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Gov. George D. Clyde and Edward F. Nauman, Thiokol vice president, obtain "Mad, Mad, Mad, Mad World" tickets from Mrs. Grant Clyde of Villa Heart Fund
Gov. George D. Clyde and Edward F. Nauman, Thiokol vice president, obtain "Mad, Mad, Mad, Mad World" tickets from Mrs. Grant Clyde of Villa Heart Fund.
Deseret News, 20 February 1964, A11

Fun-Filled 'Mad World' Opens After Heart Fund Premiere

By Howard Pearson
Deseret News Theater Editor
Deseret News, 20 February 1964, A11

Nearly 1,400 Utah moviegoers had a "mad, mad, mad, mad" time Wednesday night at the Villa Theater, where the Mountain West premiere of "It's A Mad, Mad, Mad, Mad World" was held.

The 200-minute comedy opened its regular run at the Villa today and will continue the same roadshow, reserved-seat policy that has marked previous Cinerama productions at the theater.

Those who attended the Wednesday premiere included state, city and count civic leaders, church authorities, businessmen and educators - all contributing to the Utah Heart Fund campaign, which received proceeds from the premiere.

The first-nighters included Gov. and Mrs. George D. Clyde, Pres. N. Eldon Tanner, second counselor in the First Presidency of The Church of Jesus Christ of Latter-Day Saints, and Mrs. Tanner, Mayor and Mrs. J. Bracken Lee and Heart Fund officers as well as leaders from Thiokol of Utah, who assisted in sponsoring the premiere.

President Tanner represented President Hugh B. Brown, first counselor in the First presidency of the Church, who had been appointed Heart Fund drive honorary chairman to memorialize the late President Henry D. Moyle, First counselor of the First counselor of the First Presidency of the Church.

President Moyle died of a heart ailment and President Tanner called attention to the fact that although he knew he had the ailment this did not slow down the big heart of President Moyle in doing good to others.

"It's A Mad, Mad, Mad, Mad World" had most of the premiere audience laughing, chuckling, smiling, tense, and excited in turn. It combines elements of comedies featuring Harold Lloyd, the Keystone Kops, Laurel and Hardy and a few others thrown in for good measure.

There's a chase, which forms the main theme for the picture. There is the old hanging from a high-building act with many embellishments. There is destruction of a building down to its last upright portion. And there are many other tricks, including an airplane flying through a roadside sign.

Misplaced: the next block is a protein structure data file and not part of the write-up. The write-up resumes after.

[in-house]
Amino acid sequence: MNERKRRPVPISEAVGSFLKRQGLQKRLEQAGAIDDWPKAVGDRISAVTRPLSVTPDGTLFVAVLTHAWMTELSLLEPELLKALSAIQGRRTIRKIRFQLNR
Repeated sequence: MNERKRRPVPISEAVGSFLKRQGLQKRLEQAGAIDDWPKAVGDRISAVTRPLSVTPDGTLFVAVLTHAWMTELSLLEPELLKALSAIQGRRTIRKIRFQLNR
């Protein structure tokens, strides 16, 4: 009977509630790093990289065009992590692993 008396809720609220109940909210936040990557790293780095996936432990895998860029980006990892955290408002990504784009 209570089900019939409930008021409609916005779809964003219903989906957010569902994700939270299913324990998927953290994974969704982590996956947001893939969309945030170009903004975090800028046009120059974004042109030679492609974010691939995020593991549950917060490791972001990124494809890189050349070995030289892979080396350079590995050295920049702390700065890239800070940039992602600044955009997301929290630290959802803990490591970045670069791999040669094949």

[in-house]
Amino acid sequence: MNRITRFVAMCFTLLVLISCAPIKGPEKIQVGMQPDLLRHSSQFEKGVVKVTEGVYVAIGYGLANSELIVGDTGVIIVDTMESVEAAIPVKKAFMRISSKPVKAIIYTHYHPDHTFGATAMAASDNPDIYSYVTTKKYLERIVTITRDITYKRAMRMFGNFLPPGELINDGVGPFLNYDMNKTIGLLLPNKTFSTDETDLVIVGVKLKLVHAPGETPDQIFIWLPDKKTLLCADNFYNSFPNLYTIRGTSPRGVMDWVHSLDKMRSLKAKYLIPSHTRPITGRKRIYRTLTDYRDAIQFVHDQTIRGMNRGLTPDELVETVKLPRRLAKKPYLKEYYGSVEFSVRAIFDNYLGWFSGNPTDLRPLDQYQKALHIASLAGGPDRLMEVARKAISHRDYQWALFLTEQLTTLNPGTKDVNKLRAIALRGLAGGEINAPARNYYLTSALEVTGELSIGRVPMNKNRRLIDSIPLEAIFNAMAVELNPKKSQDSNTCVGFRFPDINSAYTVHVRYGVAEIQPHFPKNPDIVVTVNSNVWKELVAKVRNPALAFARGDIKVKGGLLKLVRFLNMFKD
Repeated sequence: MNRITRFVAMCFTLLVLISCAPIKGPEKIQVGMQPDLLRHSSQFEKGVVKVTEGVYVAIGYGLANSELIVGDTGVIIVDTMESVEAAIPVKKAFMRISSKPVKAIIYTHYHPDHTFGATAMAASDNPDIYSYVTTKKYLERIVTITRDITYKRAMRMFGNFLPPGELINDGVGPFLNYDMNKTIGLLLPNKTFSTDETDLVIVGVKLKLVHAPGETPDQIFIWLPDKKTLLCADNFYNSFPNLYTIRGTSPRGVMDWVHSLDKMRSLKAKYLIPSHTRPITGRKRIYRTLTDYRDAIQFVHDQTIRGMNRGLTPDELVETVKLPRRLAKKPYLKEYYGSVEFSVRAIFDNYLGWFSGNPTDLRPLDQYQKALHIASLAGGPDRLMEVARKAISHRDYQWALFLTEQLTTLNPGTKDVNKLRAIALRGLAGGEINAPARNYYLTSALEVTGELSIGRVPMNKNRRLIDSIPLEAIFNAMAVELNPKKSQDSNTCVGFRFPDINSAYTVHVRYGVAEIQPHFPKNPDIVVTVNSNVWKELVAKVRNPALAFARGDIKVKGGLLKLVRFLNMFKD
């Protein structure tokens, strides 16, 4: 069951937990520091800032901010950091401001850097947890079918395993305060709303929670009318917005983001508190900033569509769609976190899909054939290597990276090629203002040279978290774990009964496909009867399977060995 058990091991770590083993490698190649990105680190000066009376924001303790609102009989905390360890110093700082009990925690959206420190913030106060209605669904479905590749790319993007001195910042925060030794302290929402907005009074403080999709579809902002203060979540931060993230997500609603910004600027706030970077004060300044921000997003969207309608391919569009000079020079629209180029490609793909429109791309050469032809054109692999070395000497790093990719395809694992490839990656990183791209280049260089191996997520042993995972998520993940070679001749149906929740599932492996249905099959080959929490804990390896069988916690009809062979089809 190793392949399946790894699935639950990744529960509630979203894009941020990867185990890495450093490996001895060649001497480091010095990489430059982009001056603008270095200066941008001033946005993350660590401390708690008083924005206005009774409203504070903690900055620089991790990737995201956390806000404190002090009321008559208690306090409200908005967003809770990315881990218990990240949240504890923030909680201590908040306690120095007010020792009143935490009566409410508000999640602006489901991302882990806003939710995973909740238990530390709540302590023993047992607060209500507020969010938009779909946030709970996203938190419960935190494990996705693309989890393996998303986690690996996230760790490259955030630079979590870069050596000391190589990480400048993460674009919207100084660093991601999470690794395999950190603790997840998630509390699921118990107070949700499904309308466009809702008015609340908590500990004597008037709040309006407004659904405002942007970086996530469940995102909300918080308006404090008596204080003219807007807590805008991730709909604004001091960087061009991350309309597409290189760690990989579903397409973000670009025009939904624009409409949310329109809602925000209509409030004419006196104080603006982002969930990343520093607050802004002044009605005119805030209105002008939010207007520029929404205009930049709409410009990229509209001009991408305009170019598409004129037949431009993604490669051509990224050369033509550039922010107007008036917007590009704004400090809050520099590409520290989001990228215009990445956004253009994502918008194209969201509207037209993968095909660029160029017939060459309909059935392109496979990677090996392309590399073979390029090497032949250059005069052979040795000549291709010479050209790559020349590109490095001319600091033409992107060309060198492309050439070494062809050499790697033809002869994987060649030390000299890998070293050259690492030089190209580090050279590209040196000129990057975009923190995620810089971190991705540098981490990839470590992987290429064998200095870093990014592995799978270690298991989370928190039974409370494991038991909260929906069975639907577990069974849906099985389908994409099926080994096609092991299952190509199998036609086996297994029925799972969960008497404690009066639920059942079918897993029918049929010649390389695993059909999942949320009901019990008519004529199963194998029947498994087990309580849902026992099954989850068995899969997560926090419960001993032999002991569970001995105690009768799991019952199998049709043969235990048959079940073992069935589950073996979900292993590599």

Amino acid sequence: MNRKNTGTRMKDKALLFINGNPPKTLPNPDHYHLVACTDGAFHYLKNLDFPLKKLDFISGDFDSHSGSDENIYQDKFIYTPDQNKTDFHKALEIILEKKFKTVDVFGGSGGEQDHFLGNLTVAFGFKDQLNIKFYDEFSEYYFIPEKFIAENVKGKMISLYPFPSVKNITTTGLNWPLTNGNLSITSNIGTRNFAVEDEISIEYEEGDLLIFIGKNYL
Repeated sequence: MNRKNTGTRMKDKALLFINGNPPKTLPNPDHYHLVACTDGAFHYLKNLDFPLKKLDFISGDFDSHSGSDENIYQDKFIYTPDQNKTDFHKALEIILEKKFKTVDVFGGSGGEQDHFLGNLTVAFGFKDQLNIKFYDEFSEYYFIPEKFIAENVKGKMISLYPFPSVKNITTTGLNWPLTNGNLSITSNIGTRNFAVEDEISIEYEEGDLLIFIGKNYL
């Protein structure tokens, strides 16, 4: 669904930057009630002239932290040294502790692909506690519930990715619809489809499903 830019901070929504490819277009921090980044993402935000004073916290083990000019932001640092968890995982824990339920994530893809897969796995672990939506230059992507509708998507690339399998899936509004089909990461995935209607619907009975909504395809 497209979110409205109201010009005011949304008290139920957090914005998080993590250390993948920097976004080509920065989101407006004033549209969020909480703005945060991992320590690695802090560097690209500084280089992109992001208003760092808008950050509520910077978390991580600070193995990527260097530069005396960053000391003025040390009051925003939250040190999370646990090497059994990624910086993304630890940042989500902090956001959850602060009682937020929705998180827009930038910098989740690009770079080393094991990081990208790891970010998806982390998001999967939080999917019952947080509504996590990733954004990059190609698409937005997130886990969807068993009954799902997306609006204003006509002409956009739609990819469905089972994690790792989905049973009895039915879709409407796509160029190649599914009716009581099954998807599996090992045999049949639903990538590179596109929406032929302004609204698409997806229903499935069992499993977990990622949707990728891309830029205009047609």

It would be difficult to determine what brought the most laughter, but when Ethel Merman flew from the back seat of a car to the front and lit on her head, exposing old-fashioned bloomers that went right to her knees, the laughter was long.

When Sid Caesar and Edie Adams, who are married in the picture, made a trip in an old bi-plane with Ben Blue at the controls, there were many moments of merriment as well as tension. The audience wondered if they would reach their destination.

There was a scene that found Caesar and Edie trapped in the basement of a hardware store filled with fireworks. Producer-director Stanley Kramer pulled all tricks for this one. He even had Caesar wandering around with a blow-torch, and it isn't difficult to guess what happened when Sid got near the fireworks.

These were just a few of the high points in the laugh hit. There were almost as many favorite scenes last night as there were people in the audience.

Many liked the credits, which are the most imaginative and longest of any recent picture. The characters tumble together in an unusual manner and with 15 top comedy stars and 25 featured comics, there are plenty of names and faces to keep the credits going for nearly 10 minutes.

It was difficult to tell who the favorites were, but Milton Berle's acting in a semi-serious role drew some good comments. Mickey Rooney had his fans, and so did Dick Shawn. Terry-Thomas, with his separated front teeth, was a favorite, and it's certain Jonathan Winters, Phil Silvers and Buddy Hackett will enhance their standing as a result of the film.

"It's A Mad, Mad, Mad, Mad World" concerns the chase of a dozen individuals to the site of a fortune in cash buried after a payroll robbery. All the individuals head for the spot, which has been disclosed by the "death" of Jimmy Durante, the stickup artist, after a crash on a mountain road.

From four persons who hear him tell about the buried money, the number in on the "secret" grows and grows as the chase goes on and on.

Among those eventually involved in the chase is Spencer Tracy, who plays a true-blue but fading chief of police detectives. He has been informed his pension fund will not be as big as he had hoped; his wife and daughter are giving him trouble, and he enters the chase near the end.

A sneaky plan enters his mind as the chase nears the site of the buried cash; and this is where the message comes in - that greed will drive individuals to do almost anything.

"It's A Mad, Mad, Mad, Mad World" is projected in the single projector Cinerama process, but many in the premiere audience said it does not carry the illusion of depth of the three-projector technique.

Some said they preferred seeing center lines to partially losing the illusion of being in the picture. They felt, however, that the sound was excellent, picture was clear and the film did not jiggle, and they liked the sustained comedy which resulted in "Mad . . . World" being named one of the 10 best pictures of the year.